The Last Breath of Piero Manzoniby Robert C. Morgan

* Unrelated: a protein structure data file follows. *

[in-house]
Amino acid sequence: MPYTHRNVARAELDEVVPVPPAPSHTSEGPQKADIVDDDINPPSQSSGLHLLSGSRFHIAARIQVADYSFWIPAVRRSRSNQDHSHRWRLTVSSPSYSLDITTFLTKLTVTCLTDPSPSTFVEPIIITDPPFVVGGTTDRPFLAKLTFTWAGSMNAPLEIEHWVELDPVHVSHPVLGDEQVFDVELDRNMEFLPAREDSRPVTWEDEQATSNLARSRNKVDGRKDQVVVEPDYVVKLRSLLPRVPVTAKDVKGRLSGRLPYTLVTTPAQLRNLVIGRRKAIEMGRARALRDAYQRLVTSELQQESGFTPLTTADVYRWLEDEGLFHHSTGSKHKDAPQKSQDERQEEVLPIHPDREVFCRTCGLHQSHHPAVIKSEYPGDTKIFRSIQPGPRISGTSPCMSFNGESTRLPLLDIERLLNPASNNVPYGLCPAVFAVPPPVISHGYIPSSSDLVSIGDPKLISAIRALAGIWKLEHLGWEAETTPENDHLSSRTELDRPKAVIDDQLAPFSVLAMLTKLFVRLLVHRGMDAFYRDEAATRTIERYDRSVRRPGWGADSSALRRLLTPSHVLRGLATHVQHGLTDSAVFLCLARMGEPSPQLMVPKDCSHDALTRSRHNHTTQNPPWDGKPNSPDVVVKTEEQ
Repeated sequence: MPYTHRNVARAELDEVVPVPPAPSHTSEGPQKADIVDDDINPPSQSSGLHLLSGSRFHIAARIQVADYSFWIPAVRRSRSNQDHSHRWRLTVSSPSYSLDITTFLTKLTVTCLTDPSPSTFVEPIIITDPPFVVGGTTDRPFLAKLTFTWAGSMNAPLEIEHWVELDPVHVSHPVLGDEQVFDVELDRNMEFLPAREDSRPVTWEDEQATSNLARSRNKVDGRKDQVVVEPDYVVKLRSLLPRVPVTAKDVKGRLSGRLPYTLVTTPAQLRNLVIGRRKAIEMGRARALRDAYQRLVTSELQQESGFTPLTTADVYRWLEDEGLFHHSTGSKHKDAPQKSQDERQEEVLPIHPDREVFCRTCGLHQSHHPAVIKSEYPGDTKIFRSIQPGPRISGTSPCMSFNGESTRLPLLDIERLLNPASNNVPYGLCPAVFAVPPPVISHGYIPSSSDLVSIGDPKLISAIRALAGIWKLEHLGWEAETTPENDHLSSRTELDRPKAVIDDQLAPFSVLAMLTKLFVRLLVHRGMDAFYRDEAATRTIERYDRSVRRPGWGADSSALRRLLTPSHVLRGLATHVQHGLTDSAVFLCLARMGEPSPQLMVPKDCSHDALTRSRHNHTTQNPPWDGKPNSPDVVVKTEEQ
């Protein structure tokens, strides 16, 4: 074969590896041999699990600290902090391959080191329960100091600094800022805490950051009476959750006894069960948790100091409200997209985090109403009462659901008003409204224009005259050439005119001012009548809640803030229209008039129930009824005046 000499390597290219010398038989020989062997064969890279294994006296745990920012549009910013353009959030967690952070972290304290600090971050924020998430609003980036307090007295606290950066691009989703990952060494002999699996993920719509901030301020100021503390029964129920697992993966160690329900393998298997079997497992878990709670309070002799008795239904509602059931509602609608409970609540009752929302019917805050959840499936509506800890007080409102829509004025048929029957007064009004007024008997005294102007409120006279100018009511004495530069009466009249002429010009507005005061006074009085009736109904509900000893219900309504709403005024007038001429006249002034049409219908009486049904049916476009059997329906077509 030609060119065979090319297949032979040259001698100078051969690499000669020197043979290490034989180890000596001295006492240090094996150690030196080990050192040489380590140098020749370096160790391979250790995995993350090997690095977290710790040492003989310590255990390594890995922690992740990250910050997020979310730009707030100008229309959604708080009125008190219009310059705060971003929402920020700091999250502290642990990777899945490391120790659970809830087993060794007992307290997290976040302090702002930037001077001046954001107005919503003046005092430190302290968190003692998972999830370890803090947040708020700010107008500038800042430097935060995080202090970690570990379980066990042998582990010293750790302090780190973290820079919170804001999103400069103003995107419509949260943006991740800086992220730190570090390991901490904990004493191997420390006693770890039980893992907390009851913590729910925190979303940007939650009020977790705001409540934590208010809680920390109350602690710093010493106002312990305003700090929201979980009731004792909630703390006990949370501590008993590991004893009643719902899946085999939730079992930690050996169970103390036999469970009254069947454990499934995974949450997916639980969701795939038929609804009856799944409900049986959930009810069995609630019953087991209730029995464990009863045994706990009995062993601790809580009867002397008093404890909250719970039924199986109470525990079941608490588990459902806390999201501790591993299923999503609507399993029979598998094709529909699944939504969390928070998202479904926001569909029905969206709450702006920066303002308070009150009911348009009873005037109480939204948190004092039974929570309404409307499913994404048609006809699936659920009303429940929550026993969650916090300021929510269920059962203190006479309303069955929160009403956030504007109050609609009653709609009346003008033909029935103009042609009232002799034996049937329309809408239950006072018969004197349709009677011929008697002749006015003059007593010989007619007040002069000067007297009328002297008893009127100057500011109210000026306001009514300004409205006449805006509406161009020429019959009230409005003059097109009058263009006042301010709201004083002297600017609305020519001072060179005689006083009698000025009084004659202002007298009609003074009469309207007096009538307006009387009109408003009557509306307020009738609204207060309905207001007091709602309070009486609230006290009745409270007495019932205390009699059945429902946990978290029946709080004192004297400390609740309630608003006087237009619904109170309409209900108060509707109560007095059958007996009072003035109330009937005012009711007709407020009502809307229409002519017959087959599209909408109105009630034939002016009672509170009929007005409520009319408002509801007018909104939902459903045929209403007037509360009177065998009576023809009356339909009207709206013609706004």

There is as much to say about Piero Manzoni, the artist, as there is to say about his work. They are, more or less, inextricably bound to one another. His case is much like that of Warhol, Beuys, Duchamp, or for that matter, Hilna af Klimt. When an artist takes the risk of creating a self-invested myth, the repercussions that follow may appear overwhelming. The shorter the lifespan, the more likely the myth will survive. Examples range from the poet Percy Bysshe Shelley to the painter Paula Modersohn-Becker, from the ’50s film-idol James Dean to the Haitian-American painter Jean-Michel Basquiat. Historians and theorists rise to the occasion with a massive urge to decode, deconstruct, and demystify these artists. We are not content to allow the work to speak on its own terms or even on the artists’ (a premise for which there is some justification). Rather, we want to peer through the keyhole and examine their intimate lives as if to catch a glimmer of the way they saw the world. We thereby attempt to fathom a contiguity or to construct a semiosis among various signs and symbols that would explain what appear as contradictions, often in a tone that contributes to a greater degree of mystification than the mystique that enshrouded them in the first place. Manzoni is no exception to this inevitability. His disconsolate and blatantly non-conformist objects keep interjecting themselves in the penumbra between Modernist anti-aesthetics and Postmodernist disaffection—an apt setting by which to identify his position. One might argue that he was simultaneously at both ends of the spectrum—the culmination of the former and the harbinger of the latter. Like the French monochrome painter Yves Klein, with whom he is often compared, Manzoni attests to a form of spirituality that exists outside the conventions of those who live in the everyday world. Whereas Klein was compelled to leap into the paradoxical void of creation and destruction, Manzoni was more interested in containing the world by drawing a line around it or by defining it through the boundaries of his own body, offering relics of his own breath, blood, and excrement. In each case, Manzoni methodically shows us the evidence by way of concealment. A large portion of his work takes the form of containers, such as the deflated balloons mounted exquisitely on blocks of wood, or his own excrement presumably sealed in uniform cans resembling Starkist Tuna, of which there was an original edition of 90 made in 1961, stamped, signed, and numbered.